Last May the CFTC said anyone that postulated that their was a manipulation in silver or gold was a fan of Oliver Stone. Here is their "May" report on the large shorting activity in silver:
During the past 20 to 25 years, the Commodity Futures Trading Commission (CFTC or Commission) has received numerous letters, e-mails and phone calls from silver investors alleging that the price of silver futures on NYMEX has been manipulated downward...
Recently, silver commentators and a group of investors that rely upon them have reasserted their allegations that the silver futures market is being manipulated downward by a small group of traders on the short side of the market. As a result, DMO staff decided to revisit this issue by taking a fresh look at activity in the silver futures market.
For each firm interviewed, their futures trading activities are driven primarily by the desires and needs of the firms’ customers to either buy or sell silver or to assume or hedge financial exposure to silver prices.
The silver commentators tend to rely on the Commitments of Traders reports to portray silver shorts as a group of four—possibly eight traders—intent on suppressing prices.
By contrast, today, the net positions of the large shorts in the silver futures market appear to be market neutral, as opposed to the overwhelmingly long position held by the Hunts.
--There is no evidence of manipulation in the silver futures market.
--Examine the motives of those giving market advice ( just trust us!)
--Concentration levels for the top four short futures traders in the silver futures market are comparable to those observed in the gold and copper futures markets, and generally are lower than the levels seen in the platinum and palladium futures markets. http://www.cftc.gov/stellent/groups/public/@newsroom/documents/file/silverfuturesmarketreport0508.pdf
The committee found no evidence of manipulation. The same was said in oil, until a position holder of $55 billion of oil was found to be a speculator. That story didn't get any press, but we know the consequences! Here was that story, on August 15th, right before oil collapsed. If the CFTC missed it in oil, how would they catch it in silver. But it's here, before it happened, in the link below.
The CFTC's conclusion in oil, in the same report as silver, came up with this conclusion:
are largely due to fundamental supply and demand factors....Task Force’s preliminary analysis to date does not support the proposition that speculative activity has systematically driven changes in oil prices.
Now after the "May report" we found out that the short position in gold and silver had gone off the chart in August:
Facts speak for themselves. Here are the facts. As of July 1, 2008, two U.S. banks were short 6,199 contracts of COMEX silver (30,995,000 ounces). As of August 5, 2008, two U.S. banks were short 33,805 contracts of COMEX silver (169,025,000 ounces), an increase of more than five-fold. This is the largest such position by U.S. banks I can find in the data, ever. Between July 14 and August 15th, the price of COMEX silver declined from a peak high of $19.55 (basis September) to a low of $12.22 for a decline of 38%.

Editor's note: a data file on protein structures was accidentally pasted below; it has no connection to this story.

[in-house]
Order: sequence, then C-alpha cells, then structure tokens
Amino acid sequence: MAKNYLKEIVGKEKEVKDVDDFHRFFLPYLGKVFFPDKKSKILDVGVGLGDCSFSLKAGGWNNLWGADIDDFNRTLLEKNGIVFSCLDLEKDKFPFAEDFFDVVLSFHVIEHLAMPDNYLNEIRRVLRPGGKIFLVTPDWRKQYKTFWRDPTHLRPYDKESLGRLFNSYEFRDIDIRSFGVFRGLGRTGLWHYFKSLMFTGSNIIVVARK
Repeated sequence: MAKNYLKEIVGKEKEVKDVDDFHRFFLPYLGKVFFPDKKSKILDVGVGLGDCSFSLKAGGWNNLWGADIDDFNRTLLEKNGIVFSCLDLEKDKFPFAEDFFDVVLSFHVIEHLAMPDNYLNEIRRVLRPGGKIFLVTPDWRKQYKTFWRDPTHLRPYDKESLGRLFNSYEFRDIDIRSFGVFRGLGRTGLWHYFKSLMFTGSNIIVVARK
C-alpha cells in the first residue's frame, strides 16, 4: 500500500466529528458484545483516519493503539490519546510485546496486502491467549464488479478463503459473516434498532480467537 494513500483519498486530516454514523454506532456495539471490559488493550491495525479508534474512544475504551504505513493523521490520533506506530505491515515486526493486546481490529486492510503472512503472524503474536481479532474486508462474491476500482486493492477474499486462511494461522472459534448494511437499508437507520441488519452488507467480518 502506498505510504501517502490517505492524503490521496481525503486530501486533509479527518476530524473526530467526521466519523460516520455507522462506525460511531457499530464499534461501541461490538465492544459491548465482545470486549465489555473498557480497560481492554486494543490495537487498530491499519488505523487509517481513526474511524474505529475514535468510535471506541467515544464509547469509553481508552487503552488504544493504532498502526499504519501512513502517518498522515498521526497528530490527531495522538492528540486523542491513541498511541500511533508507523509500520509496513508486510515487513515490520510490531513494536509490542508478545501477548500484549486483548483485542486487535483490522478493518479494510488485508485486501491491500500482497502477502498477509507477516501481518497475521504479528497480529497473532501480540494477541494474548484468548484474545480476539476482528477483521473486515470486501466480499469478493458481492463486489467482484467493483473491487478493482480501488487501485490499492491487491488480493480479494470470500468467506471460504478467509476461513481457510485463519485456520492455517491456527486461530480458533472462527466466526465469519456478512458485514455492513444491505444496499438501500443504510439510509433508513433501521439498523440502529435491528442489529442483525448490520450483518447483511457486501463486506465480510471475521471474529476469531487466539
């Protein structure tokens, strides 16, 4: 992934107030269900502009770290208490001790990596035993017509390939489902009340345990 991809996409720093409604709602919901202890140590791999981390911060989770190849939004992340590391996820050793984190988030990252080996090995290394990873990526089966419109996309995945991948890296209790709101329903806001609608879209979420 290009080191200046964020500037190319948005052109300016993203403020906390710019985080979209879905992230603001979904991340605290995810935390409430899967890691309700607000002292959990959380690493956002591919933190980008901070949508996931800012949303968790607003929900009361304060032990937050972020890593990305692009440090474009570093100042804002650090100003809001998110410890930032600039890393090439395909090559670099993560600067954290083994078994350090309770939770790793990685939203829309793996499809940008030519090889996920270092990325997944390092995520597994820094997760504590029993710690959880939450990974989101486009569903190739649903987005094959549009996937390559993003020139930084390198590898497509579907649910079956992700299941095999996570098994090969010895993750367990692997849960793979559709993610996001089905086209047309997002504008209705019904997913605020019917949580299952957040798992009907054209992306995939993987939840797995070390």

For gold, 3 U.S. banks held a short position of 7,787 contracts (778,700 ounces) in July, and 3 U.S. banks held a short position of 86,398 contracts (8,639,800 ounces) in August, an eleven-fold increase and coinciding with a gold price decline of more than $150 per ounce. As was the case with silver, this is the largest short position ever by US banks in the data listed on the CFTC’s site. This was put on as one massive position just before the market collapsed in price.
You can read that story here:
So the CFTC started probing the silver market again. You can read that story here:
Now however, this new investigation of the short position in silver is being done by the CFTC's Division of Enforecement, instead of the Division of Market Oversight.
Then the CFTC wrote a letter to Congressman Gary Miller, and the CFTC explained that the large position shorts in silver and gold were previous positions that were taken over by an Investment Bank. In other words, Bear Stearns was short gold and silver, and then those positions went on JP Morgan's book, because Bear's positions weren't hedged.
Fortunately at this time, our Government decided to quit selling silver and gold American eagles.
Of course you could always check the Comptroller of the currency for some of the dreivative positions of our banks. And you would also see that in their latest report, (as of 9/30/08) Citigroup had $126 billion, BAC $161 billion and JPM $145 billion of equity capital. (And this was before the TARP!)
And why wouldn't JPM take over Bear's position? JPM has capital of $140 billion, with $1.7 trillion of assets, and $88 trillion of derivatives.
So why did they need help for Bear's silver and gold shorts?
Because our Government, wants you to trust in their paper, and JPM is their bank!
And if you buy gold, you are voting against their paper.
Friday, gold was up $40 to $900 an ounce. Two weeks ago, Merrill Lynch put out a report that the rich want to own gold bars, and they have insisted they don't want "paper" proxies like ETF's or promises from a bullion bank. They want to own the gold.
So despite all the short positions in gold and silver, the only asset class that has performed in this dreadful bear market, is the only asset class our Government doesn't want you to own!
And as each day goes by, the ranks of the believers in paper thin, and the ranks of the believers in gold grow.